Roy Morgan Research
May 28, 2024

Roy Morgan Update May 28, 2024: ALP Support down, Consumer Confidence & Inflation Expectations

Topic: Press Release
Finding No: 9724

In this week's Update, we present the latest data on Primary Voting Intention, Consumer Confidence & Inflation Expectations.

Welcome to the Roy Morgan Weekly Update.

The Coalition now has a clear lead on a two-party preferred basis for the first time since the Federal Election on 51.5% (up 2%) ahead of the on ALP 48.5% (down 2%).

The rise in support for the Coalition, or more accurately the loss of support for the ALP, comes in the week of pro-Palestine student protests on University campuses.

This is all playing out against a backdrop of increased concern about crime and safety, and particularly the safety of women.

Primary support for the ALP dropped for a second straight week, and was down 2% to only 28.5% this week, the drop in ALP primary support drifted to minor parties and independents, not the Coalition. Primary support for the Coalition was unchanged on 37% for a third straight week.

If a Federal Election were held now the Coalition would form a minority government, but with the support of minor parties and independents, the latest Roy Morgan survey shows.

More women than men swung against the Albanese Government and looking at the results in the different States,  the strongest swings against the ALP on a two-party preferred basis were in Queensland (-7.5%) and Victoria (-6.5%).

In addition to the national issues, in Queensland the Steven Miles-led ALP Government is facing a State Election defeat this year while in Victoria the Jacinta Allan-led ALP Government has just handed down a State Budget with spending cuts and no sign of any cost-of-living relief for consumers.

In further concern for the Albanese Government, Roy Morgan Government Confidence remained virtually unchanged this week at only 81 with a majority of Australians saying the country is heading in the wrong direction

52% say wrong direction, only 33%, say the country is heading in the right direction.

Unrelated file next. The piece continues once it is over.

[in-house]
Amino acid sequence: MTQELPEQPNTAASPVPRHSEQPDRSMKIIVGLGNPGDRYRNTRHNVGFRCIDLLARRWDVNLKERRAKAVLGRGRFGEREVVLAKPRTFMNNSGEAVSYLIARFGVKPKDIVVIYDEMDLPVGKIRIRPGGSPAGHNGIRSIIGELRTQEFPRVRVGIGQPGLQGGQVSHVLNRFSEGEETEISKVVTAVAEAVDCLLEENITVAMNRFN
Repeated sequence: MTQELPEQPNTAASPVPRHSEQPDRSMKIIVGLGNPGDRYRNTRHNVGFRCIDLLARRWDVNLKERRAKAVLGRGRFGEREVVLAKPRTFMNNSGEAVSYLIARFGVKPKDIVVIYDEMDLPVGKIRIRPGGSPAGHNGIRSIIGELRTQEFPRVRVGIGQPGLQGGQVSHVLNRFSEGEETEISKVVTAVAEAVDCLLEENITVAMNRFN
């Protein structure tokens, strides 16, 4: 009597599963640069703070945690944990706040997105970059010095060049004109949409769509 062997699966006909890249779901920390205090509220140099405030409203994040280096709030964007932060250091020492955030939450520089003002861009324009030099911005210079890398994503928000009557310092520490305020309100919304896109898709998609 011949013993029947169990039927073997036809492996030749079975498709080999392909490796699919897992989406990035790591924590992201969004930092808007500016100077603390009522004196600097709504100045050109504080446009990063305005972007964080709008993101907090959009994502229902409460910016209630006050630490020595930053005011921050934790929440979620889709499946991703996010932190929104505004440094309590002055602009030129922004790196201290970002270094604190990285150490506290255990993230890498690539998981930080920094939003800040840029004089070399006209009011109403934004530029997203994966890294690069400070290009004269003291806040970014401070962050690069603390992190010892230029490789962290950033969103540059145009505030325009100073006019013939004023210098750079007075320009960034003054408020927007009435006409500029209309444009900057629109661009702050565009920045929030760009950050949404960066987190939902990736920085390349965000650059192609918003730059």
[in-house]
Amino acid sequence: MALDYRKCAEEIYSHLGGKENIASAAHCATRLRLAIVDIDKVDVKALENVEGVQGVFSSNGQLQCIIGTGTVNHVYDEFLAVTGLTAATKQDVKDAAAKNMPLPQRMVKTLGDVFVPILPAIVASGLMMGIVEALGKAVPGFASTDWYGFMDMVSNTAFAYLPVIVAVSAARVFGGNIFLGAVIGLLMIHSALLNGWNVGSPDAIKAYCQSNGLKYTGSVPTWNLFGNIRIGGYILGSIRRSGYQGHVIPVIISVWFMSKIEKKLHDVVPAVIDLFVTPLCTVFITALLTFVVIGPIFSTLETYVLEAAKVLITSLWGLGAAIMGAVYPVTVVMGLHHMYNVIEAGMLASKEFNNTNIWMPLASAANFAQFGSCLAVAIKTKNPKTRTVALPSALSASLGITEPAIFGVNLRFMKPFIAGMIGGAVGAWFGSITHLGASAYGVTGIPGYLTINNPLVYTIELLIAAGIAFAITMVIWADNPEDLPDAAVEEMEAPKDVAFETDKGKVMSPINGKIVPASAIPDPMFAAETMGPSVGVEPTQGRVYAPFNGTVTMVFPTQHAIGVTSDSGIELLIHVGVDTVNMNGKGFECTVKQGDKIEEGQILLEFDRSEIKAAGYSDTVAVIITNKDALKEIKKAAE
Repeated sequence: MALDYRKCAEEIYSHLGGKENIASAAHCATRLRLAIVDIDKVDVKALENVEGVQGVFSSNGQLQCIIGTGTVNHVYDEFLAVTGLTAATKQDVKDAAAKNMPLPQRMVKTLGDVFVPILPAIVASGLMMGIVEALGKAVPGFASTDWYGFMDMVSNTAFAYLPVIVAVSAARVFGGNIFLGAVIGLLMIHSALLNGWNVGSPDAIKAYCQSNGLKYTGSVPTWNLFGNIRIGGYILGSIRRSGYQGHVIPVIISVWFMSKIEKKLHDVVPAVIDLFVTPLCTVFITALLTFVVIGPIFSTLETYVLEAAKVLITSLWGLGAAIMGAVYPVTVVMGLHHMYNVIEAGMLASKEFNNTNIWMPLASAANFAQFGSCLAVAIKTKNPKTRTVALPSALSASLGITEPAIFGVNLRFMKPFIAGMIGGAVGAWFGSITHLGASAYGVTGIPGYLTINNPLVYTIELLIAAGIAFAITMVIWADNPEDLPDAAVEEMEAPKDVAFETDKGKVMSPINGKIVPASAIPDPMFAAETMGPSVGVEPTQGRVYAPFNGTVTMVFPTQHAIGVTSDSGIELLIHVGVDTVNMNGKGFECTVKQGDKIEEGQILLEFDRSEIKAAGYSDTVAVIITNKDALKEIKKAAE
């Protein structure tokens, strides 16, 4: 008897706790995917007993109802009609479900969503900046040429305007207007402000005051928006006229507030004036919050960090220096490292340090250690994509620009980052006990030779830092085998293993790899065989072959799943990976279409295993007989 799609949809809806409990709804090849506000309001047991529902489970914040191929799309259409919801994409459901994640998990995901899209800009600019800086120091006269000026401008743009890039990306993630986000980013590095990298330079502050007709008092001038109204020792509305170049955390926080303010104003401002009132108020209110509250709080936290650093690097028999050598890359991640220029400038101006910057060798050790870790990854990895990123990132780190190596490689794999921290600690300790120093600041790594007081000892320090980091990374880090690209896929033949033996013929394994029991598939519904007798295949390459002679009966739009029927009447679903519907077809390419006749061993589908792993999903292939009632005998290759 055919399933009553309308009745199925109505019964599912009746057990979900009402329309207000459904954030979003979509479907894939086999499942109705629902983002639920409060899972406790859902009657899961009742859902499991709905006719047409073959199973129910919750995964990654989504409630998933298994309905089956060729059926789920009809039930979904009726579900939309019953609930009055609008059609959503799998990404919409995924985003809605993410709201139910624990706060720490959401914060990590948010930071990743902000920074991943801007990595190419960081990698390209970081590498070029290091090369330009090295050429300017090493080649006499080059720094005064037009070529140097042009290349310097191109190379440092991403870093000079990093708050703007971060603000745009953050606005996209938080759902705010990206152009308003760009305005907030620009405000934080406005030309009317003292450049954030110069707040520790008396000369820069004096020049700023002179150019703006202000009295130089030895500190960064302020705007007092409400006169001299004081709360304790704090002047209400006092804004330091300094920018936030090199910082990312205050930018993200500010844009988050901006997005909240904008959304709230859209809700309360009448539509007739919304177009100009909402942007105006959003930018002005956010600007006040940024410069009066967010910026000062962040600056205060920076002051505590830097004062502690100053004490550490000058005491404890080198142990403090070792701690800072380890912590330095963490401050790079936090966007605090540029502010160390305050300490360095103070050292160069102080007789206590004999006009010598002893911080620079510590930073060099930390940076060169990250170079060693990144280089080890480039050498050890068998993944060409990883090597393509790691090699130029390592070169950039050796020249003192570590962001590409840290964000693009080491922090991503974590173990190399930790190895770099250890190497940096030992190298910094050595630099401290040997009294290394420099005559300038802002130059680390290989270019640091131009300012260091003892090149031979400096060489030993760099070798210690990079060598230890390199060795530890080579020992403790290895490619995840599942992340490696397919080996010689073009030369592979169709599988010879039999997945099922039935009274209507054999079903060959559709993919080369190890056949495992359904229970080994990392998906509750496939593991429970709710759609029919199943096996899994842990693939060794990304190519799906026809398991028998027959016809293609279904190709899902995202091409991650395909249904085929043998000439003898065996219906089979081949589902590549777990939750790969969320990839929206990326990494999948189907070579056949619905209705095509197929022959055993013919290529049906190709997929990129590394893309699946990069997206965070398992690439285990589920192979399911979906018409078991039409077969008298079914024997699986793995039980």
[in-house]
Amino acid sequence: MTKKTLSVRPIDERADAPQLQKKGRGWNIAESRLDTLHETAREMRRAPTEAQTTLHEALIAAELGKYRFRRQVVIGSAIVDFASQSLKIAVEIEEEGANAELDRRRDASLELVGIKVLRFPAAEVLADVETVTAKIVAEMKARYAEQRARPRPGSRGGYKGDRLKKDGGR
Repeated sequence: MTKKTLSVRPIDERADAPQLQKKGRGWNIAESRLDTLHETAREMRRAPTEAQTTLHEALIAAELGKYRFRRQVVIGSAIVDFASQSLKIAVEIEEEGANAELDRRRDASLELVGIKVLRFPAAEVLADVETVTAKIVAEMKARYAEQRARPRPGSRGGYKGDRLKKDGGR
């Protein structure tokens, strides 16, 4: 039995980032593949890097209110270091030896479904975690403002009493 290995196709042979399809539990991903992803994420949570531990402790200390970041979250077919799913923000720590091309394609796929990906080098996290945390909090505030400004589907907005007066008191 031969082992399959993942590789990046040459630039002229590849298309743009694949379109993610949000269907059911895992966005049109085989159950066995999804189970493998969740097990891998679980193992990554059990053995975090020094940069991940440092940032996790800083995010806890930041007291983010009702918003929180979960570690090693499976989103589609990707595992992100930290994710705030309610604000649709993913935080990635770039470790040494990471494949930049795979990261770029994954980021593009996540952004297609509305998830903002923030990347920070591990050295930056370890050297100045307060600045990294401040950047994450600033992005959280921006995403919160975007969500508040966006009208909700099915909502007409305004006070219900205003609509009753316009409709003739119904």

As a result, Roy Morgan Government Confidence remains well below the neutral level of 100.

This week there was a slide in Consumer Confidence with ANZ-Roy Morgan Consumer Confidence was down 1.8pts to 80.2.

The indicators driving the fall relate to views on personal finances and the Australian economy over the next year.

Looking longer-term, Consumer Confidence has now spent a record 69 weeks below the level of 85.

Consumer Confidence has continued to move in a narrow band of 80-85 over the last 25 weeks since early December.

Analysis of Consumer Confidence by Housing Status shows Australia’s housing market is split roughly equally between outright Home Owners, People Paying Off Their Home and Renters – about a third in each group.

The big mover this week was Rentersthe only group to react positively to the Federal Budget a week earlier this week, reassessed their position and drove the weekly fall.

Consumer Confidence for Renters fell 6.5 points to 77.3 this week – the only group to lose confidence this week.

Home Owners continue to have the highest Consumer Confidence, unchanged at 85.6 while People Paying Off Their Home continue to have the lowest Consumer Confidence at only 76.4, although this was up by 0.8 points this week.

This group is especially sensitive to Reserve Bank decisions on interest rates.

The Reserve Bank next meets in mid-June in three weeks’ time.

There was virtually no movement in Inflation Expectations this week, up by 0.1% to 4.9%. Australians now expect annual Inflation to be 4.9% over the next two years.

Inflation Expectations have stayed within a narrow band of 4.8% to 5.3% since early December.

And finally this week to New Zealand, with both key indicators – Government Confidence and Consumer Confidence – remaining below the neutral level of 100 – however both improved in May.

Roy Morgan Government Confidence improved for a second straight month in May, up 10.5 points to 96.

ANZ-Roy Morgan New Zealand Consumer Confidence, the measure of consumer’s economic sentiment hit, also improved, up 2.8 points to 84.9.

Margin of Error

The margin of error to be allowed for in any estimate depends mainly on the number of interviews on which it is based. Margin of error gives indications of the likely range within which estimates would be 95% likely to fall, expressed as the number of percentage points above or below the actual estimate. Allowance for design effects (such as stratification and weighting) should be made as appropriate.

Sample Size Percentage Estimate
40% – 60% 25% or 75% 10% or 90% 5% or 95%
1,000 ±3.0 ±2.7 ±1.9 ±1.3
5,000 ±1.4 ±1.2 ±0.8 ±0.6
7,500 ±1.1 ±1.0 ±0.7 ±0.5
10,000 ±1.0 ±0.9 ±0.6 ±0.4
20,000 ±0.7 ±0.6 ±0.4 ±0.3
50,000 ±0.4 ±0.4 ±0.3 ±0.2

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